This ambivalence likewise permeated late Qing novels, which often featured the public visibility of women and, especially, the novel phenomenon of the female student. One such novel was Wenming xiaoshi (Modern Times) by Li Boyuan (1867-1906) and published in 1905.9 The first section of the book describes the adventures of three apprentices (the Jia brothers), who accompany their master and his son to Shanghai. This gives the author the opportunity to describe the ‘exotic’ nature of life in the modern metropolis, one aspect of which is the confident and seemingly outlandish public behaviour of educated women and female students. The connection between women’s schooling and sexual promiscuity, for example, that pervaded much of subsequent educational discourse is clearly drawn in the episode of the teahouse, in which the three brother- apprentices witness a violent argument between a 20-year-old woman and one of her male companions over ‘cohabiting and splitting up’. After banging the table as she talks, a scuffle breaks out between the two of them and they are dragged off by the police. The apprentices are later informed by other customers that the woman had studied ‘foreign books’ in a school when she was 13 or 14, and that thereafter her disposition had changed so that all she was interested in was ‘illicit affairs’ and ‘practising the art of seduction’.10 Later, the three brothers go out on the town and encounter courtesans (‘sing-song girls’) brazenly interacting with male strangers in public: ‘They were like the young women described in books who had received a modern education. The young men found all this extremely puzzling.’11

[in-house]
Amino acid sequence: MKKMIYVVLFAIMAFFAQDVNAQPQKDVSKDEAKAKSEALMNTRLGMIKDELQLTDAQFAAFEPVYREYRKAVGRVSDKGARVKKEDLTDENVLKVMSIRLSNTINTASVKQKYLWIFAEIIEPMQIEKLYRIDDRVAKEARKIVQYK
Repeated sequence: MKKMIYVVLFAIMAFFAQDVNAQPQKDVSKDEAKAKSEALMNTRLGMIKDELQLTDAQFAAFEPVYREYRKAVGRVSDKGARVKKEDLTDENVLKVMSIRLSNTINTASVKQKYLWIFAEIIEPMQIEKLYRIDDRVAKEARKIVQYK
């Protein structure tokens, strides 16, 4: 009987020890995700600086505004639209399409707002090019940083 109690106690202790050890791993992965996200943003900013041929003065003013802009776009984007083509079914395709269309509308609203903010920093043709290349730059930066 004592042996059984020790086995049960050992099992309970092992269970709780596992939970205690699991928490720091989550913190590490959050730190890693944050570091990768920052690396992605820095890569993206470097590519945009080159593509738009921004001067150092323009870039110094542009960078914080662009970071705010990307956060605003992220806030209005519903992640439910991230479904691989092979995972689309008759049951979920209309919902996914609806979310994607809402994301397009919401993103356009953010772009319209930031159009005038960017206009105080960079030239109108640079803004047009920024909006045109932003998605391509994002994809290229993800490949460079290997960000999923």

At the same time, however, characters in the novel invoke the utilitarian purpose of women’s education as the means to ‘improve’ the lives of menfolk. An acquaintance of the three brothers, for example, informs them that his wife is the head of a local anti-footbinding association and details the advantages of ‘unbound feet’ – the race is strengthened, a woman’s suffering is alleviated and, further, ‘she is able to find time to study and thus help her husband establish himself in life’.12 Later in the novel another character, Niu Fengzhi, decides to get married and informs his mother that several girls’ schools have recently been opened in Nanjing: ‘Your son would like to choose a suitable girl from one of these schools who will eventually serve you and help me become established both at home and in my profession.’13 Niu’s mother is not so convinced, however, and, voicing the apprehension about the consequences of female education that marked public discourse in the periodical press, warns her son that female students had large feet and ‘roam the streets daily so that their minds are undisciplined’.14 Female students themselves are often presented in exotic and even intimidating ways in the novel. Thus Li Boyuan describes a group of students from a local school who march into a hall to address the meeting of an antifootbinding society: ‘All the girls had large feet and were wearing leather shoes and slacks. Their hair was cut short and straight across the forehead, and each of them sported a pair of sun-glasses.’15 A character who later discusses the students at the Civilized Girls’ School observes that when they ‘walk out of that school they hold their heads high and do not appear shy or retiring’.16